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Re: A DBMS implementation Question

From: --CELKO-- <71062.1056_at_compuserve.com>
Date: 28 Feb 2003 13:29:30 -0800
Message-ID: <c0d87ec0.0302281329.231bd703@posting.google.com>


This is a problem with most tree-based indexes. The usual solutions are to be sure that your picked the right order -- that is, "CREATE INDEX AB(a, b) ON Foobar;" versus "CREATE INDEX BA(b, a) ON Foobar;" can make a difference.

The "CREATE INDEX AB(a, b) ON foobar;" statement also gives the same effect as "CREATE INDEX A(a) ON foobar;".

On the other hand, the Teradata hashing scheme gives us the equivalent of hashing for any combination of columns. That is "CREATE HASH AB(a, b) ON foobar;" implies "CREATE HASH AB(b, a) ON foobar;" "CREATE HASH B(b) ON foobar;" and "CREATE HASH A(a) ON foobar;" in their scheme. NO access can take more than two probes, GROUP BY operations are much easier (the same values all fall in the same hash bucket), etc.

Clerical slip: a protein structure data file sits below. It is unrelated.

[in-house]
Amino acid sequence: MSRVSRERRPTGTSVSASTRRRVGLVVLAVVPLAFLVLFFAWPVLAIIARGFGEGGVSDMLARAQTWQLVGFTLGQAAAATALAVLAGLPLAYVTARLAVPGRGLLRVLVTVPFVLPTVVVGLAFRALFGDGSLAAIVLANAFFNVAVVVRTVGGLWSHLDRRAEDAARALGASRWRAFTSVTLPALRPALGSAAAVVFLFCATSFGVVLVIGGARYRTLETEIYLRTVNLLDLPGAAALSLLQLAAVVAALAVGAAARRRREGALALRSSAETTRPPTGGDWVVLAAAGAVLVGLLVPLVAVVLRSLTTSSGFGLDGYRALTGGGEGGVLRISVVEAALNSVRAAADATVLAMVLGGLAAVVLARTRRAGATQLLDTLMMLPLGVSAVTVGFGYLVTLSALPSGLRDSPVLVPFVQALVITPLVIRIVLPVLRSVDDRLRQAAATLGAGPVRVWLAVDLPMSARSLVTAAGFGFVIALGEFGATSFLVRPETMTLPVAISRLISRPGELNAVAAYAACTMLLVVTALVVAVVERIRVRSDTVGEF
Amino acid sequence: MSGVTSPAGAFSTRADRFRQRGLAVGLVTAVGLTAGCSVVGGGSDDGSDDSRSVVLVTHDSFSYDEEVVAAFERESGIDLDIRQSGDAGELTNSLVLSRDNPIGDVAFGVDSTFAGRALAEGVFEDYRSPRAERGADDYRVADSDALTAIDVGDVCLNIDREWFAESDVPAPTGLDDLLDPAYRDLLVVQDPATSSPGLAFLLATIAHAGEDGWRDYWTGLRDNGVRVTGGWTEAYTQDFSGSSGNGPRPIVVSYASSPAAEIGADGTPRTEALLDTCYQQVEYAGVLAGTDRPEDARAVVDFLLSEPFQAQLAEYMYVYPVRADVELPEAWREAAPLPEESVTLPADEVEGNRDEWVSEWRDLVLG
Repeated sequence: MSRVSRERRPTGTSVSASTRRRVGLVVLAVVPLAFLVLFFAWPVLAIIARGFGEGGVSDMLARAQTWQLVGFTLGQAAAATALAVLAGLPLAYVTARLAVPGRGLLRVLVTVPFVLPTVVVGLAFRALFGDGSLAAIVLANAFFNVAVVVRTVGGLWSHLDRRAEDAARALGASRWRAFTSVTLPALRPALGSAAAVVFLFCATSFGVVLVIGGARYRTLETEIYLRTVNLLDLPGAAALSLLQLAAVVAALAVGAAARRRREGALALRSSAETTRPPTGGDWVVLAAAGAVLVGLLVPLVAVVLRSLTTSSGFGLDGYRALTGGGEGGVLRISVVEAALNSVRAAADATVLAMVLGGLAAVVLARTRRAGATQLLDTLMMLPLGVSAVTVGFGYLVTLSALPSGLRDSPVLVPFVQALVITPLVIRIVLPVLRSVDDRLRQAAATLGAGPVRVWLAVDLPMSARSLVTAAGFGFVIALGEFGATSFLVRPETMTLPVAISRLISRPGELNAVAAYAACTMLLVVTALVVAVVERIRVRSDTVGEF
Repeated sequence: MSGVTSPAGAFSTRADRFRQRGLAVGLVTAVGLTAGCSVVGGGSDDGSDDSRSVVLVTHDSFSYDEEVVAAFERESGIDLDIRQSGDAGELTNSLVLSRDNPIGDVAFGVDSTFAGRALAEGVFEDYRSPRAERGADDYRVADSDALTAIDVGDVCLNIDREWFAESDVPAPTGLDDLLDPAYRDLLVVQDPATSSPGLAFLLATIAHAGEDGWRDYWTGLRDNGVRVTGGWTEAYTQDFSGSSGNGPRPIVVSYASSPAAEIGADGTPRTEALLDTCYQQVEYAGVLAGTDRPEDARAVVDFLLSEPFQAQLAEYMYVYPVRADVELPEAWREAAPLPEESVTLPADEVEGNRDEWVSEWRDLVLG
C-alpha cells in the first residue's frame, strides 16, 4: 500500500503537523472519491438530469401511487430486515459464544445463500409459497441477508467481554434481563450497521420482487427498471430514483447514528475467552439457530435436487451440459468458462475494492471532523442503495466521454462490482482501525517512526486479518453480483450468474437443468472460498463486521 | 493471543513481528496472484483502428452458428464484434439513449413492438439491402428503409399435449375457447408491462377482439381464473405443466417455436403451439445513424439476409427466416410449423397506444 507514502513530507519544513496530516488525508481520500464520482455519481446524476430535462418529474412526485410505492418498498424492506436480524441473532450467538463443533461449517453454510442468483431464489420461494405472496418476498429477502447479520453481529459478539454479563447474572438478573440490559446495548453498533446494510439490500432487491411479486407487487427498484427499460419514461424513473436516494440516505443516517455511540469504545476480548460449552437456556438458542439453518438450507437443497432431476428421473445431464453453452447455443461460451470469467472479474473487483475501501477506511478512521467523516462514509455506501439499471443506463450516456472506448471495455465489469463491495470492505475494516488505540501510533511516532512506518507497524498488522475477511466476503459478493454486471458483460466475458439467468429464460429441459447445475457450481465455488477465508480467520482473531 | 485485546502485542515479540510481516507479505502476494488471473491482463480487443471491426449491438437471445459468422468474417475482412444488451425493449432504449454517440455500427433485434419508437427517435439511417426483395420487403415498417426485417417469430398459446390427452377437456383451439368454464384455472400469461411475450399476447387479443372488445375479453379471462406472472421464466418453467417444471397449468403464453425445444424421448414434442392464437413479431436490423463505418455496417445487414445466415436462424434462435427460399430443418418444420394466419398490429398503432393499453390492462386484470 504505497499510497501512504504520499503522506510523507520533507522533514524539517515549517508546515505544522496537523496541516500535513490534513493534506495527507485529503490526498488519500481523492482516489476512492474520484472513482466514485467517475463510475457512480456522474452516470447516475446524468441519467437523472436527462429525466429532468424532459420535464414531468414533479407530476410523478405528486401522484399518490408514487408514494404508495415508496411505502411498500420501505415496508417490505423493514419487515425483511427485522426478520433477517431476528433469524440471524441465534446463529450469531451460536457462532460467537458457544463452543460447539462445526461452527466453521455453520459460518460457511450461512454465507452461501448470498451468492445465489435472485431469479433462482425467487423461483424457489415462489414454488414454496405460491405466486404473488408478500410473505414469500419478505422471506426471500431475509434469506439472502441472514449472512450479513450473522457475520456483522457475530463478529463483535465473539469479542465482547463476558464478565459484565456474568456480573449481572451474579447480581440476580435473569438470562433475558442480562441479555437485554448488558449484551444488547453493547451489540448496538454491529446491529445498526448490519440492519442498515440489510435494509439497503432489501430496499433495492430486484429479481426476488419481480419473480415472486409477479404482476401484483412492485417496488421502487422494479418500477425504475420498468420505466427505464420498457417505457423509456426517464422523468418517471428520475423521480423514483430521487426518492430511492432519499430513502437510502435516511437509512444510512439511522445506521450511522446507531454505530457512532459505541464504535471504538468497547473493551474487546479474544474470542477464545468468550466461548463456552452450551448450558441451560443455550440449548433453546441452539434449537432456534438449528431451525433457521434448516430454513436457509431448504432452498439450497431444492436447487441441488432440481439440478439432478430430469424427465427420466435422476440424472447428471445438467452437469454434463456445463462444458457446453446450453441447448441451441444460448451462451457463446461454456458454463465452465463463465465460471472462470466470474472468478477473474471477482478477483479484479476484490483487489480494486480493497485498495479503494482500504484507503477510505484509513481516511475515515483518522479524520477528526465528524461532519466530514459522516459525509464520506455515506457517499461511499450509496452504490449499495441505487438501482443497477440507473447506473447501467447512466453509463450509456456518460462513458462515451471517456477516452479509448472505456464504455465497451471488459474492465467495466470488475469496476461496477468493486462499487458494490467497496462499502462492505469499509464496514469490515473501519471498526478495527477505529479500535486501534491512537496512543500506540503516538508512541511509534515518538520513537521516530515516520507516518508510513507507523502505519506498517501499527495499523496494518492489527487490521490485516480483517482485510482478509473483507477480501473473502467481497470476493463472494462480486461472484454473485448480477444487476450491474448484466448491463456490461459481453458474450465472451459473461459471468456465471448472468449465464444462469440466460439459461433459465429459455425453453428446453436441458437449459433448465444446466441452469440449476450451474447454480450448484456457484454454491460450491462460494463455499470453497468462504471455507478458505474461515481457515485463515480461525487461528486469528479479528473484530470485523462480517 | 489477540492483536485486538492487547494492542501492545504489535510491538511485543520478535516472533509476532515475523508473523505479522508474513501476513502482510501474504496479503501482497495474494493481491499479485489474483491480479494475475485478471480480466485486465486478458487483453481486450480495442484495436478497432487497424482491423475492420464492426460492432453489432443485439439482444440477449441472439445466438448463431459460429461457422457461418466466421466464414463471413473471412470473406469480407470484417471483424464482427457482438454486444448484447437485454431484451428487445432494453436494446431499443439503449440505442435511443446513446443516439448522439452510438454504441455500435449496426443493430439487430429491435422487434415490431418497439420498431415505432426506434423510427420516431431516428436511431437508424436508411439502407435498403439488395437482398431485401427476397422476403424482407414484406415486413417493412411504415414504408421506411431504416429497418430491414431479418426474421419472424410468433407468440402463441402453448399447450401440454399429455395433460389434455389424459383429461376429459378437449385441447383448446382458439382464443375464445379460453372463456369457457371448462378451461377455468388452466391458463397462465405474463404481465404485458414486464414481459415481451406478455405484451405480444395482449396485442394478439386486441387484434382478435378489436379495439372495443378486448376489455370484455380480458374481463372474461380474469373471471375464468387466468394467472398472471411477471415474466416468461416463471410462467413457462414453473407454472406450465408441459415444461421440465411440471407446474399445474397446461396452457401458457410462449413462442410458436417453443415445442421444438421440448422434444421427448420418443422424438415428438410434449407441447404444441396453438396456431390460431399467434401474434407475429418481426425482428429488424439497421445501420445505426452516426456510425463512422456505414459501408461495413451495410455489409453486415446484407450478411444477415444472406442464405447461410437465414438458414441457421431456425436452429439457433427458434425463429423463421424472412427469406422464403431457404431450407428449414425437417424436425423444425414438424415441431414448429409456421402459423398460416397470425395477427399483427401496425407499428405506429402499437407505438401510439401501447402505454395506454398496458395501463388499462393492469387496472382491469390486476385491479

On the third hand, the Nucleus engine and Sybase IQ use bit vectors so that all the columns are automatically fully indexed.

I do not know of a good book with a high level overview of the various methods, but indexes are certainly not the only way to go. Received on Fri Feb 28 2003 - 15:29:30 CST

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